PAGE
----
Sisters of the Gion

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Sisters of the Gion
Directed byKenji Mizoguchi
Written by
Based onYama
by Alexander Kuprin
Produced byMasaichi Nagata
CinematographyMinoru Miki
Daiichi Eiga
Distributed byShochiku
Release date
  • 15 October 1936 (1936-10-15)[1]
Running time
95 min., 69 min.[a]

Sisters of the Gion (Japanese: 祇園の姉妹, Hepburn: Gion no kyōdai) or Sisters of Gion is a 1936 black and white Japanese drama film directed by Kenji Mizoguchi about two geisha sisters living in Kyoto's Gion district.[6] It forms a diptych with Mizoguchi's Osaka Elegy[7] which shares much of the same cast and production team.


The story centers around two geisha sisters, Umekichi and Omocha, who live in their own lodging house (okiya) in the licensed pleasure district of Gion, Kyoto. The two women have very different outlooks on relationships with men. Umekichi, the elder sister, underwent classical geisha training and wears kimono, and has a strong sense of loyalty (giri) to her patron. Umekichi's younger sister, Omocha, was educated in public schools and wears western clothing, except when she is working as a geisha. Unlike Umekichi, Omocha doesn’t trust men and believes that they will only use geisha and then abandon them without a care. Thus, she uses men to her own advantage, willing to manipulate and lie to her customers.

Umekichi's patron is a newly bankrupt businessman named Shimbei Furusawa, who Umekichi takes care of after he loses his house and business. Omocha does not believe that her sister should support Shimbei, that doing so will prevent her from providing for herself by finding a new patron, and that she owes him nothing as, in her view, he has received more than he has given in the past. Omocha finds her sister a new patron and, one day when Umekichi is out, gives Shimbei some money to return to his wife in the country and tells him that her sister no longer wants him around. He takes the money but, rather than leaving, spends it drinking and takes up residence with his former clerk.

Omocha also attempts to find a patron for herself and appears to be successful in gaining the attention of the owner of a clothing shop. However, in the process of helping her sister, Omocha has previously taken advantage of the owner's clerk, who has stolen from the shop to provide a kimono for Umekichi and been found out.

Umekichi throws over her new patron when she learns from the kimono shop clerk of Omocha's deception of Shimbei, and returns to him. The clerk is discovered at Omocha's okiya by the shop owner and dismissed. He seeks revenge on his former employer by informing his wife of her husband's infidelity, and then exacts his revenge on Omocha by abducting her in a car and later throwing her out of it.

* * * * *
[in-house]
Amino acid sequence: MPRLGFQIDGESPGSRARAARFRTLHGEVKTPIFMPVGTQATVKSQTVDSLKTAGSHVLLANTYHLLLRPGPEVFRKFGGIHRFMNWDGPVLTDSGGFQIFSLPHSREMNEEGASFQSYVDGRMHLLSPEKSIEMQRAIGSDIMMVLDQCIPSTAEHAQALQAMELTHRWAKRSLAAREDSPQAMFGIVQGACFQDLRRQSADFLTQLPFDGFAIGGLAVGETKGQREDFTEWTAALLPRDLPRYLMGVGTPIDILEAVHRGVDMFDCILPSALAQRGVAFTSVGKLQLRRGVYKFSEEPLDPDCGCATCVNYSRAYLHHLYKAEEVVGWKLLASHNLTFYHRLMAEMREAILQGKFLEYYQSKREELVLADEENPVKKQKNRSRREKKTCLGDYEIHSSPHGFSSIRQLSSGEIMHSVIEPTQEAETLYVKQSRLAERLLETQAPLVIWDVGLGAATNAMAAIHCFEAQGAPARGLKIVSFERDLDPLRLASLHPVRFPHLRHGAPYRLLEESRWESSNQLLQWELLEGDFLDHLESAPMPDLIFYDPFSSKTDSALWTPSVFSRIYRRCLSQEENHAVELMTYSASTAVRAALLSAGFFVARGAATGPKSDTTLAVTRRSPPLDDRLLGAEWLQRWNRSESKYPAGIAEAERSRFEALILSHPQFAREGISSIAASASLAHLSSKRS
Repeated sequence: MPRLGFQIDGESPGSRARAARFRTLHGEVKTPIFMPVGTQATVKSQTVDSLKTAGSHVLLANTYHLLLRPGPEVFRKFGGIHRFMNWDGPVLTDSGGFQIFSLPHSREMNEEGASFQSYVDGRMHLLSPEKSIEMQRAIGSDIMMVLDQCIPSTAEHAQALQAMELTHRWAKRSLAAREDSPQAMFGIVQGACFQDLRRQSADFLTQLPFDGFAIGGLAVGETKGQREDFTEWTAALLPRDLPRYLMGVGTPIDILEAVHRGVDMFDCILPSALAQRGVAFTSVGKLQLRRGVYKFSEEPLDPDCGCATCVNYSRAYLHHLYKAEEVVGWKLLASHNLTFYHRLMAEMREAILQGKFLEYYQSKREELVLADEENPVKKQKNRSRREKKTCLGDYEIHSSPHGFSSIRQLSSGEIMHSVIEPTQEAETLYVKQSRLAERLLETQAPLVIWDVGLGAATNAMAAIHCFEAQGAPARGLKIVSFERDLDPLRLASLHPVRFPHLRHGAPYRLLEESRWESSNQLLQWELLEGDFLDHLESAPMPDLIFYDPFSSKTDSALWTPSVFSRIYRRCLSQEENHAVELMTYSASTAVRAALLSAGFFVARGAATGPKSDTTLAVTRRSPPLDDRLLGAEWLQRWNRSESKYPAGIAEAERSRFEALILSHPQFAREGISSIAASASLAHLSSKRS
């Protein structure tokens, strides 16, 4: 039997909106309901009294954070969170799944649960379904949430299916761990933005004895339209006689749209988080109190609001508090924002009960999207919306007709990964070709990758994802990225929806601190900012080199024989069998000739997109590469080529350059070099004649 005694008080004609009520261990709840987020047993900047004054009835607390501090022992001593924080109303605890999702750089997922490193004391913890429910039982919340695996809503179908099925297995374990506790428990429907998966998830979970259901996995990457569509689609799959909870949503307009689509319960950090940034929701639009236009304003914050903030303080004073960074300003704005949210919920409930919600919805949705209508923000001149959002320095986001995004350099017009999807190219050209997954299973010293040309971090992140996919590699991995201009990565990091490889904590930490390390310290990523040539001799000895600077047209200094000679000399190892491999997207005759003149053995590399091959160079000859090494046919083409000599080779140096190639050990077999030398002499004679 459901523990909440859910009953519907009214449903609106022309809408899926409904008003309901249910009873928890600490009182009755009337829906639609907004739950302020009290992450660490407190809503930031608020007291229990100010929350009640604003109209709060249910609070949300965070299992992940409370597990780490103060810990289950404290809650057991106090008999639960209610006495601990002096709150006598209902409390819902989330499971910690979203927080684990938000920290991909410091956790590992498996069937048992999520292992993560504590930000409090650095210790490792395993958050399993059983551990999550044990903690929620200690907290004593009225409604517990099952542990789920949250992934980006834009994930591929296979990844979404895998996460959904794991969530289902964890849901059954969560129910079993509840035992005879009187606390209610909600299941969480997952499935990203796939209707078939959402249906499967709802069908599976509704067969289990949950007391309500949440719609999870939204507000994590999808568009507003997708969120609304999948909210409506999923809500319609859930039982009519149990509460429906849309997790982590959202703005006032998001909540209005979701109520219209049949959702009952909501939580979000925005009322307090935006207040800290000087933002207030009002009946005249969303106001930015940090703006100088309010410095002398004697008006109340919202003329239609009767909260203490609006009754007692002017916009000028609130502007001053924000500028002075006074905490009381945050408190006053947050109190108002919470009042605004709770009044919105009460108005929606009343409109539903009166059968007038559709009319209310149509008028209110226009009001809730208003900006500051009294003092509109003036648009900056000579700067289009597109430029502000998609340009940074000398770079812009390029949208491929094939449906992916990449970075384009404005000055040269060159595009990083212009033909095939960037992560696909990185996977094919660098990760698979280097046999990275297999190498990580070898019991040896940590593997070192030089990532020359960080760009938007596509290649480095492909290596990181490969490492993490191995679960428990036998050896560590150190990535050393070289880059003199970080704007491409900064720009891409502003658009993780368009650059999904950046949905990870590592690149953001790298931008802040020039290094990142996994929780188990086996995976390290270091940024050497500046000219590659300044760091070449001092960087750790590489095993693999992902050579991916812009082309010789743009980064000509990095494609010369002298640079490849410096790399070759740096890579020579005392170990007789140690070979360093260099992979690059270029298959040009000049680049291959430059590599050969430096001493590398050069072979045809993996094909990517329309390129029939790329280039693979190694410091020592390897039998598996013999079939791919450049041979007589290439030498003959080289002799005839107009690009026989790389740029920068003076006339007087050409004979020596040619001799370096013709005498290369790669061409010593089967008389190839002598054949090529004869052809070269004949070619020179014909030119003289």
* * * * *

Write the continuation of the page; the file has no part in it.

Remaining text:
Ultimately, both Omocha and Umekichi are defeated at the end of the film. Umekichi is abandoned by her patron Shimbei when he is given the chance to manage a factory in the country where his wife has retired, and she ends up caring for Omocha after her hospitalization for her injuries. Bandaged and confined to her hospital bed, Omocha curses the geisha system and the sexual subjugation involved.


  • Isuzu Yamada as younger sister Omocha
  • Yōko Umemura as older sister Umekichi
  • Benkei Shiganoya as Shimbei Furusawa
  • Fumio Okura as Jurakudo
  • Eitarō Shindō as Kudo
  • Taizō Fukami as Kimura
  • Sakurako Iwama as Omasa Kudō
  • Namiko Kawajima
  • Reiko Aoi
  • Shizuko Takizawa


Critic Tadashi Iijima considered Sisters of the Gion to be "the best prewar sound film".[8] In the British Film Institute's "Best Japanese film of every year" list, film historian Alexander Jacoby observed that Mizoguchi "delivered his social analysis with concision, force, rigour and scalpel-like precision".[7] Mizoguchi himself named this film and its companion piece Osaka Elegy as the works with which he achieved artistic maturity.[7]

A remake of the same name directed by Hiromasa Nomura was released in 1956. Film historian Donald Richie also saw strong similarities between Mizoguchi's film and Kōzaburō Yoshimura's 1951 geisha drama Clothes of Deception.[8]


The film won the 1937 Kinema Junpo Award for best film (director Kenji Mizoguchi).[9]

Note on the running time[edit]

  1. ^ While the Japanese Movie Database[1] and Shochiku[2] give a running time of 95 minutes, recent announcements of the film[3][4] and The Criterion Collection[5] give a running time of only 69 minutes. According to Kinenote, the print now in circulation is shorter than the original due to missing scenes.[6]


  1. ^ a b "祇園の姉妹 (Gion no kyōdai)". Japanese Movie Database (in Japanese). Retrieved 1 June 2009.
  2. ^ "祇園の姉妹 (Gion no kyōdai)". Shochiku (in Japanese). Retrieved 4 January 2022.
  3. ^ "Sisters of Gion". Viennale (in German). 1998. Retrieved 4 January 2022.
  4. ^ Kehr, Dave (26 October 1985). "Sisters of the Gion". Chicago Reader. Retrieved 4 January 2022.
  5. ^ "Sisters of the Gion". The Criterion Collection. Retrieved 4 January 2022.
  6. ^ a b "祇園の姉妹 (Gion no kyōdai)". Kinenote (in Japanese). Retrieved 4 January 2022.
  7. ^ a b c "The Best Japanese Film of Every Year – From 1925 to Now". British Film Institute. Retrieved 3 January 2022.
  8. ^ a b Anderson, Joseph L.; Richie, Donald (1982). The Japanese Film – Art and Industry (Expanded ed.). Princeton: Princeton University Press. ISBN 0-691-05351-0.
  9. ^ Awards for Gion no kyōdai accessed 7 June 2009

External links[edit]